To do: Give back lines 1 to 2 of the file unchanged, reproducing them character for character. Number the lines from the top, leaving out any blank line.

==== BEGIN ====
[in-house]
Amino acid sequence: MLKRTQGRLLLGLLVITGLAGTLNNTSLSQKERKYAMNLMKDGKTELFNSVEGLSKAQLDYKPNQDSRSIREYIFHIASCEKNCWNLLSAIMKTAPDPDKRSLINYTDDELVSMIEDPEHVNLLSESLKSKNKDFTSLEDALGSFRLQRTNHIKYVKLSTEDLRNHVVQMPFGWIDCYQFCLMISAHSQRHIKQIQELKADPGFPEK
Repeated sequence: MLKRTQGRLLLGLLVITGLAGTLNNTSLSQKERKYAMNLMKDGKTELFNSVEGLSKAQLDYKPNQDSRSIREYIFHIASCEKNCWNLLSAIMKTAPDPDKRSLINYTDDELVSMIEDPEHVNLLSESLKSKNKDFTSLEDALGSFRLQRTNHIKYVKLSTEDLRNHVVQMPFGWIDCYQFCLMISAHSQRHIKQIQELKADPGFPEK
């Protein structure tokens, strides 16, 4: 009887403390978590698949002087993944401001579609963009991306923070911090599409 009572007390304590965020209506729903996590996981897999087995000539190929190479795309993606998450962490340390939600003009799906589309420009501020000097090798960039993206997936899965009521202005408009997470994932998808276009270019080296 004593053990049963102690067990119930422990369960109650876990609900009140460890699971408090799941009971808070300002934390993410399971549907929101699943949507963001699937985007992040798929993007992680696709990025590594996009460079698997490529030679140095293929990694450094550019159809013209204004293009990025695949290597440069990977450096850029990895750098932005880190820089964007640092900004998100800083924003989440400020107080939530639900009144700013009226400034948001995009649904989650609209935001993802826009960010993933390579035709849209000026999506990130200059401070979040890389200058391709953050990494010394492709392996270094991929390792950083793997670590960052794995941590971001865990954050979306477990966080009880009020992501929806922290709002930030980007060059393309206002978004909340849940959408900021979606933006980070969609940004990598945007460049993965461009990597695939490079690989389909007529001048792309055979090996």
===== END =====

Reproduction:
[in-house]
Amino acid sequence: MLKRTQGRLLLGLLVITGLAGTLNNTSLSQKERKYAMNLMKDGKTELFNSVEGLSKAQLDYKPNQDSRSIREYIFHIASCEKNCWNLLSAIMKTAPDPDKRSLINYTDDELVSMIEDPEHVNLLSESLKSKNKDFTSLEDALGSFRLQRTNHIKYVKLSTEDLRNHVVQMPFGWIDCYQFCLMISAHSQRHIKQIQELKADPGFPEK